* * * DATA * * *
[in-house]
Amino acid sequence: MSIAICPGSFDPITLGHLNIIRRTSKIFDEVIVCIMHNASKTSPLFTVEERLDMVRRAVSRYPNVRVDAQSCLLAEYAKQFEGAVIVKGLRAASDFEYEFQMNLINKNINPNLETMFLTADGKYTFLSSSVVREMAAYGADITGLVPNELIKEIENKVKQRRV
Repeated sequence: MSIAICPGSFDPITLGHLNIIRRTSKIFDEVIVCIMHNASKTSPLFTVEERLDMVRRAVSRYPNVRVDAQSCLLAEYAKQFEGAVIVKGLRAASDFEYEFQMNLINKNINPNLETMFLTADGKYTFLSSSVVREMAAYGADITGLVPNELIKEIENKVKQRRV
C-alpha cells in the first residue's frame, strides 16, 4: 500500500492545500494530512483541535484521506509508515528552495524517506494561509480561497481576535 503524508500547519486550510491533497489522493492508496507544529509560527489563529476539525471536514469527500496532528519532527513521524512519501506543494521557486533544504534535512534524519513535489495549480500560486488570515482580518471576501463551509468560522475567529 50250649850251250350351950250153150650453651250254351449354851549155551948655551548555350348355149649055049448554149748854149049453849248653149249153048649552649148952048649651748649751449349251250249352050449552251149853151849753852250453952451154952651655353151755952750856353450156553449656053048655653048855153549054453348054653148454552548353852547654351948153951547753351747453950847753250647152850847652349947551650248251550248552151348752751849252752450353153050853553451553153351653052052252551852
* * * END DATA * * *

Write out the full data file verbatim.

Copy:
[in-house]
Amino acid sequence: MSIAICPGSFDPITLGHLNIIRRTSKIFDEVIVCIMHNASKTSPLFTVEERLDMVRRAVSRYPNVRVDAQSCLLAEYAKQFEGAVIVKGLRAASDFEYEFQMNLINKNINPNLETMFLTADGKYTFLSSSVVREMAAYGADITGLVPNELIKEIENKVKQRRV
Repeated sequence: MSIAICPGSFDPITLGHLNIIRRTSKIFDEVIVCIMHNASKTSPLFTVEERLDMVRRAVSRYPNVRVDAQSCLLAEYAKQFEGAVIVKGLRAASDFEYEFQMNLINKNINPNLETMFLTADGKYTFLSSSVVREMAAYGADITGLVPNELIKEIENKVKQRRV
C-alpha cells in the first residue's frame, strides 16, 4: 500500500492545500494530512483541535484521506509508515528552495524517506494561509480561497481576535 503524508500547519486550510491533497489522493492508496507544529509560527489563529476539525471536514469527500496532528519532527513521524512519501506543494521557486533544504534535512534524519513535489495549480500560486488570515482580518471576501463551509468560522475567529 50250649850251250350351950250153150650453651250254351449354851549155551948655551548555350348355149649055049448554149748854149049453849248653149249153048649552649148952048649651748649751449349251250249352050449552251149853151849753852250453952451154952651655353151755952750856353450156553449656053048655653048855153549054453348054653148454552548353852547654351948153951547753351747453950847753250647152850847652349947551650248251550248552151348752751849252752450353153050853553451553153351653052052252551852